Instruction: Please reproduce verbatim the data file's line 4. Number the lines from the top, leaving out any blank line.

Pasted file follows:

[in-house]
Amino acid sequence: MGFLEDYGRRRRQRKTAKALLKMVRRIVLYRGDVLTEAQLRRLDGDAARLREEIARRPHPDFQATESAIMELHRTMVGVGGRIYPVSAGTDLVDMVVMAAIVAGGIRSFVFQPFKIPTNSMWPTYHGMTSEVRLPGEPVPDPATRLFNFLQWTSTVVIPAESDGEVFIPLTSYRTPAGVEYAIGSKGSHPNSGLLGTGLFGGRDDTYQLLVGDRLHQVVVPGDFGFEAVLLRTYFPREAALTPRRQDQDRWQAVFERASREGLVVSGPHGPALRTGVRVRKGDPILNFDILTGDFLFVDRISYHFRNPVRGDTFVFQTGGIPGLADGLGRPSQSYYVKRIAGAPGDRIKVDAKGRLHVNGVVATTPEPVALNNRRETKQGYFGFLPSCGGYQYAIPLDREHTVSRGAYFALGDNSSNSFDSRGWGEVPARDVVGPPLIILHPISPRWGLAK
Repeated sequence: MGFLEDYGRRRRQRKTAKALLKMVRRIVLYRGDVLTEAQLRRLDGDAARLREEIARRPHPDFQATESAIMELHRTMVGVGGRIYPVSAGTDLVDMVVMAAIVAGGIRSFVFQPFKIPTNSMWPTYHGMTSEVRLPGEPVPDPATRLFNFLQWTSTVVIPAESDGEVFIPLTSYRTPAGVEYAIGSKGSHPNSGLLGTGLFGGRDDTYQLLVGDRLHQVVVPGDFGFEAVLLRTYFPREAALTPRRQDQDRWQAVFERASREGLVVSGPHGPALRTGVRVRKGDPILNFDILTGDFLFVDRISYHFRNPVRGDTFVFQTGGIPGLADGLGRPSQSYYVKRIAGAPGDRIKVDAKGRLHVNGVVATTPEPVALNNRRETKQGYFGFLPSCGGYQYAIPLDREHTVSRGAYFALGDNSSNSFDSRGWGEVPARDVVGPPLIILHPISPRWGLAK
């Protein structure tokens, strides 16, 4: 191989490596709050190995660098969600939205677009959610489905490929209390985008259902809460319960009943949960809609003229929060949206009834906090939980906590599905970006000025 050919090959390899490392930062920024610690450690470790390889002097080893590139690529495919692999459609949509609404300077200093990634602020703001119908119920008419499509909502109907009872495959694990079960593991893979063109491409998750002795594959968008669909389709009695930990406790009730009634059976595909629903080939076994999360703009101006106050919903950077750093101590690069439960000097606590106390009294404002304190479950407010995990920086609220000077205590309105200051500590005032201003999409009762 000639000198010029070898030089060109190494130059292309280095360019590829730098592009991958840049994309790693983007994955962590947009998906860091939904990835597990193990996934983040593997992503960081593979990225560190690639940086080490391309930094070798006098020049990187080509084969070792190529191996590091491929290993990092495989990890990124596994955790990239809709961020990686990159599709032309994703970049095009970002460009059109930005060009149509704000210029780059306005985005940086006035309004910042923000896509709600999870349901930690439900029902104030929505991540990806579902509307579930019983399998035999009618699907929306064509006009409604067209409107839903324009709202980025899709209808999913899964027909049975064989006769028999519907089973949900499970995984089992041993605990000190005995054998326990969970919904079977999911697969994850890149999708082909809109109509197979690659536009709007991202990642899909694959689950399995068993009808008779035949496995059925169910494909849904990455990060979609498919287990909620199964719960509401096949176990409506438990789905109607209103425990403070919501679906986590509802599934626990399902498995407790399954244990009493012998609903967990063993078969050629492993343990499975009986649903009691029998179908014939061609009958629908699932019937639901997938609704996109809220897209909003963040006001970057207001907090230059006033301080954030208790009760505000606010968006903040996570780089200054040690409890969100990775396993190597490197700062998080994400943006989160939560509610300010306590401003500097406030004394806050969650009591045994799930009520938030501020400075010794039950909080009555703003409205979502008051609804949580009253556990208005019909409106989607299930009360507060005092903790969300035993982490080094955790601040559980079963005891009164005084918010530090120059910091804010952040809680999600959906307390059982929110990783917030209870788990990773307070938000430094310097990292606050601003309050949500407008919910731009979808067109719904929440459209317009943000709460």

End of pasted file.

């Protein structure tokens, strides 16, 4: 191989490596709050190995660098969600939205677009959610489905490929209390985008259902809460319960009943949960809609003229929060949206009834906090939980906590599905970006000025 050919090959390899490392930062920024610690450690470790390889002097080893590139690529495919692999459609949509609404300077200093990634602020703001119908119920008419499509909502109907009872495959694990079960593991893979063109491409998750002795594959968008669909389709009695930990406790009730009634059976595909629903080939076994999360703009101006106050919903950077750093101590690069439960000097606590106390009294404002304190479950407010995990920086609220000077205590309105200051500590005032201003999409009762 000639000198010029070898030089060109190494130059292309280095360019590829730098592009991958840049994309790693983007994955962590947009998906860091939904990835597990193990996934983040593997992503960081593979990225560190690639940086080490391309930094070798006098020049990187080509084969070792190529191996590091491929290993990092495989990890990124596994955790990239809709961020990686990159599709032309994703970049095009970002460009059109930005060009149509704000210029780059306005985005940086006035309004910042923000896509709600999870349901930690439900029902104030929505991540990806579902509307579930019983399998035999009618699907929306064509006009409604067209409107839903324009709202980025899709209808999913899964027909049975064989006769028999519907089973949900499970995984089992041993605990000190005995054998326990969970919904079977999911697969994850890149999708082909809109109509197979690659536009709007991202990642899909694959689950399995068993009808008779035949496995059925169910494909849904990455990060979609498919287990909620199964719960509401096949176990409506438990789905109607209103425990403070919501679906986590509802599934626990399902498995407790399954244990009493012998609903967990063993078969050629492993343990499975009986649903009691029998179908014939061609009958629908699932019937639901997938609704996109809220897209909003963040006001970057207001907090230059006033301080954030208790009760505000606010968006903040996570780089200054040690409890969100990775396993190597490197700062998080994400943006989160939560509610300010306590401003500097406030004394806050969650009591045994799930009520938030501020400075010794039950909080009555703003409205979502008051609804949580009253556990208005019909409106989607299930009360507060005092903790969300035993982490080094955790601040559980079963005891009164005084918010530090120059910091804010952040809680999600959906307390059982929110990783917030209870788990990773307070938000430094310097990292606050601003309050949500407008919910731009979808067109719904929440459209317009943000709460």